Implementation Details

Now it is time to explore the NSE implementation details in depth. Understanding how NSE works is useful for designing efficient scripts and libraries. The canonical reference to the NSE implementation is the source code, but this section provides an overview of key details. It should be valuable to folks trying to understand and extend the NSE source code, as well as to script authors who want to better understand how their scripts are executed.

Initialization Phase

NSE is initialized before any scanning when Nmap first starts, by the open_nse function. open_nse creates a fresh Lua state that will persist across host groups, until the program exits. It then loads the standard Lua libraries and compiled NSE libraries. The standard Lua libraries are documented in the Lua Reference Manual. The standard Lua libraries available to NSE are debug, io, math, os, package, string, and table. Compiled NSE libraries are those that are defined in a C++ file instead of a Lua file. They include nmap, pcre, bin, bit, and openssl (if available).

After loading the basic libraries, open_nse loads the file nse_main.lua. The NSE core is in this file—Lua code manages scripts and sets up the appropriate environment. In this situation Lua really shines as a glue language. C++ is used to provide the network framework and low-level libraries. Lua is used to structure data, determine which scripts to load, and schedule and execute scripts.

nse_main.lua sets up the Lua environment to be ready for script scanning later on. It loads all the scripts the user has chosen and returns a function that does the actual script scanning to open_nse.

The nselib directory is added to the Lua path to give scripts access to the standard NSE library. NSE loads replacements for the standard coroutine functions so that yields initiated by NSE are caught and propagated back to the NSE scheduler.

nse_main.lua next defines classes and functions to be used during setup. The script arguments (--script-args) are loaded into nmap.registry.args. A script database is created if one doesn't already exist or if this was requested with --script-updatedb.

Finally, the scripts listed on the command line are loaded. The get_chosen_scripts function works to find chosen scripts by comparing categories, filenames, and directory names. The scripts are loaded into memory for later use. get_chosen_scripts works by transforming the argument to --script into a block of Lua code and then executing it. (This is how the and, or, and not operators are supported.) Any specifications that don't directly match a category or a filename from script.db are checked against file and directory names. If the specification is a regular file, it's loaded. If a directory, all the *.nse files within it are loaded. Otherwise, the engine raises an error.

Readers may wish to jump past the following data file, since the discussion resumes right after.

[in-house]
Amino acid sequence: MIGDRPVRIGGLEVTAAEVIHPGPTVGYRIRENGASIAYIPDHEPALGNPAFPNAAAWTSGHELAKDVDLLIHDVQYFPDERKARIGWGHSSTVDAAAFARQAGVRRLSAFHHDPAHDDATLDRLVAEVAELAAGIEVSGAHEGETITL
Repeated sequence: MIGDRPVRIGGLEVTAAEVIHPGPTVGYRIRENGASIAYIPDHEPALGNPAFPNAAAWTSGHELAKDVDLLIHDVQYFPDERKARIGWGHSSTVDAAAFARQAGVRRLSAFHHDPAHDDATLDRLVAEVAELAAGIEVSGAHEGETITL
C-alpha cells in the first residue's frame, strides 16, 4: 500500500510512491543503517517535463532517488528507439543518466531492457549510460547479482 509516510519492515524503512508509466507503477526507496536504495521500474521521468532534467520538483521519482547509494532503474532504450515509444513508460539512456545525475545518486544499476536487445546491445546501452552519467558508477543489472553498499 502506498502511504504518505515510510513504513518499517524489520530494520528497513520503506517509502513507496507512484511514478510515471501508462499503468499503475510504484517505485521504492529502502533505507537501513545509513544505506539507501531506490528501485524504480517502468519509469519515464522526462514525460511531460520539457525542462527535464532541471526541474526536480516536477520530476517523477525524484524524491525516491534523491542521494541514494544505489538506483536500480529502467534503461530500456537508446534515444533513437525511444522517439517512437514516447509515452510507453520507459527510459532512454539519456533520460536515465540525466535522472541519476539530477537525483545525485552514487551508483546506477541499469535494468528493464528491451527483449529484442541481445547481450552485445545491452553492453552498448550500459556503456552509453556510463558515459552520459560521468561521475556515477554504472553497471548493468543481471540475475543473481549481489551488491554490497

get_chosen_scripts finishes by arranging the selected scripts according to their dependencies (see the section called “dependencies Field”). Scripts that have no dependencies are in runlevel 1. Scripts that directly depend on these are in runlevel 2, and so on. When a script scan is run, each runlevel is run separately and in order.

nse_main.lua defines two classes: Script and Thread. These classes are the objects that represent NSE scripts and their script threads. When a script is loaded, creates a new Script object. The script file is loaded into Lua and saved for later use. These classes and their methods are intended to encapsulate the data needed for each script and its threads. also contains sanity checks to ensure that the script has required fields such as the action function.

Script Scanning

When NSE runs a script scan, script_scan is called in Since there are three script scan phases, script_scan accepts two arguments, a script scan type which can be one of these values: SCRIPT_PRE_SCAN (Script Pre-scanning phase) or SCRIPT_SCAN (Script scanning phase) or SCRIPT_POST_SCAN (Script Post-scanning phase), and a second argument which is a list of targets to scan if the script scan phase is SCRIPT_SCAN. These targets will be passed to the nse_main.lua main function for scanning.

The main function for a script scan generates a number of script threads based on whether the rule function returns true. The generated threads are stored in a list of runlevel lists. Each runlevel list of threads is passed separately to the run function. The run function is the main worker function for NSE where all the magic happens.

The run function's purpose is run all the threads in a runlevel until they all finish. Before doing this however, run redefines some Lua registry values that help C code function. One such function, _R[WAITING_TO_RUNNING], allows the network library binding written in C to move a thread from the waiting queue to the running queue. Scripts are run until the running and waiting queues are both empty. Threads that yield are moved to the waiting queue; threads that are ready to continue are moved back to the running queue. The cycle continues until the thread quits or ends in error. Along with the waiting and running queues, there is a pending queue. It serves as a temporary location for threads moving from the waiting queue to the running queue before a new iteration of the running queue begins.